A new statewide study reveals the high cost of being of poor. According to an analysis by the New York Public Interest Research Group, big auto insurers charge less educated and lower-tier workers higher rates.
NYPIRG Consumer Advocate Andy Morrison says based on the same criteria, except for education and occupation, a cashier with a high school degree and a flawless driving record was charged 23 percent more than a college educated executive who caused a crash.
"This is just wrong. Auto insurance rates should be based on how you drive, not who you are. Our analysis shows that insurers are using factors that discriminate against many low and moderate income New Yorkers, the very New Yorkers who can least afford such high rates," Morrison said Thursday on a media conference call.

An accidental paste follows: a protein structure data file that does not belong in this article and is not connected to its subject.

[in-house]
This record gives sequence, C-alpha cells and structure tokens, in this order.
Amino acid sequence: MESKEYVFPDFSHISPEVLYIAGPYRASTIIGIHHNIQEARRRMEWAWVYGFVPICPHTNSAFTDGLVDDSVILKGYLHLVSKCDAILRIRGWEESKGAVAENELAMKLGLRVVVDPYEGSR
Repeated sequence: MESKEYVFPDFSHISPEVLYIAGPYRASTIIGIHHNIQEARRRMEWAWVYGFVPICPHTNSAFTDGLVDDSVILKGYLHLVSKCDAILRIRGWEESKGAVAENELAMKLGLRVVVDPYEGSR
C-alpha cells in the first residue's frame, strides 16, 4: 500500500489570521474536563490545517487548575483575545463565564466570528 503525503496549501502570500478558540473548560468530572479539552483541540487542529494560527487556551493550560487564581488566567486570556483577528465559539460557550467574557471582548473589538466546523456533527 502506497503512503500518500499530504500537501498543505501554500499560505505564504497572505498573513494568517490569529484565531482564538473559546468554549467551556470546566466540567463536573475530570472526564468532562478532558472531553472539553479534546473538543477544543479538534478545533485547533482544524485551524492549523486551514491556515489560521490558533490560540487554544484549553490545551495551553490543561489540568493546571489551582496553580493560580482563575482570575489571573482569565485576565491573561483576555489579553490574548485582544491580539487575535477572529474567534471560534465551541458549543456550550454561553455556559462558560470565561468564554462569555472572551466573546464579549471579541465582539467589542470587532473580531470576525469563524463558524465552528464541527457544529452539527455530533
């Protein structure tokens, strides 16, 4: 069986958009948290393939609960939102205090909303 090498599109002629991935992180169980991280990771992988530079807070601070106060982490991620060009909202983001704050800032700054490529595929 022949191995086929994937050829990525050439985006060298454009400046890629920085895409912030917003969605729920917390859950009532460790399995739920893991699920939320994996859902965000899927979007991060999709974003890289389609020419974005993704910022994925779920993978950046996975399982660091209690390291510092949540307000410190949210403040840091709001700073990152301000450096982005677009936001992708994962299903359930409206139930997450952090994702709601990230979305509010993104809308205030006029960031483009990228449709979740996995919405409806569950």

Morrison says in each area of the state, prices varied widely based on education and occupation.
In determining rates, he says three out of four insurance companies consider education and two out of four companies consider occupation.
Regardless, Morrison says New York residents pay among the highest auto insurance rates in the nation.